An official website of the United States government

Russian Influence in the Mediterranean
December 15, 2020


Earlier this month, Russian Foreign Minister Sergei Lavrov, in comments at the MED Dialogue, accused the United States of playing political games in the Mediterranean and stalling the appointment of a new UN Special Representative of the Secretary-General in Libya.  It’s unfortunate and unhelpful that Mr. Lavrov again gets the facts wrong and attempts to rewrite history.

The United States is working actively with allies and partners in the Eastern Mediterranean to promote greater stability, security, and prosperity.  In Libya, the United States supports the formation of an inclusive government that can secure the country and meet the economic and humanitarian needs of the Libyan people.  Our overarching goal remains to bring Libyan parties to a negotiated, inclusive UN-facilitated political solution through the Libyan Political Dialogue Forum.  We want an empowered UN Mission that can accomplish this goal.  To this end, the United States worked with our partners on the UN Security Council to strengthen the UN system and create a UN Special Envoy position and a complementary UN Support Mission in Libya (UNSMIL) Coordinator in UNSMIL’s 2020 mandate renewal.  Russia and China were the only UNSC members to abstain on the Security Council resolution renewing UNSMIL’s mandate.

Russia continues to threaten Mediterranean stability using a variety of techniques to spread disinformation, undermine national sovereignty, and sow chaos, conflict, and division within countries throughout the region.  In Syria, Russia supports the Assad regime whose war against its own people has added to regional instability, led to a protracted humanitarian crisis, and displaced half the population.  In Greece, we saw Russian diplomats expelled from the country in 2018 for undermining the Prespes agreement and meddling in Greek Orthodox religious affairs.  Wealthy Russians – many with connections to the Kremlin – have laundered billions of dollars through the Republic of Cyprus and Malta, distorting their domestic markets and spreading corruption.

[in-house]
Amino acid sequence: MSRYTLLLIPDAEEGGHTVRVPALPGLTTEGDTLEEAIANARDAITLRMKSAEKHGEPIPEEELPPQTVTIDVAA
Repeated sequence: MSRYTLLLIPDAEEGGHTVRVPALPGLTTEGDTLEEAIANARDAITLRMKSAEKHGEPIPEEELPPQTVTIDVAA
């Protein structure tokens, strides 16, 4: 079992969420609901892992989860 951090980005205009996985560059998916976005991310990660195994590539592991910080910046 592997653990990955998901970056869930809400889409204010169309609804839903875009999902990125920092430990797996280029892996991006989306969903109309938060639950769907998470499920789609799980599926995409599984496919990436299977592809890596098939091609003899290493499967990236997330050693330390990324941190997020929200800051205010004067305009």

In Libya, Russia supported an assault on the Libyan capital, Tripoli, killing civilians and undermining the UN’s efforts to bring peace to the country.  It also continues to violate the UN arms embargo; blocked sanctions at the UN Security Council on Mohamed al-Kani, along with the Kaniyat militia, whose egregious violations of human rights are well documented; printed counterfeit Libyan dinars that have destabilized the Libyan economy; and via its proxy, Wagner, fuels the conflict.  The Libyan government’s release of two Wagner operatives caught undermining Libyan politics is just another example of how Russia uses mercenaries and political shenanigans rather than open democratic means to advance its interests.  The list goes on.  All of these actions clearly demonstrate that if anyone is playing political games and trying to stall progress in regional conflicts, it is Russia, which only acts to advance its own interests to the detriment of the entire region.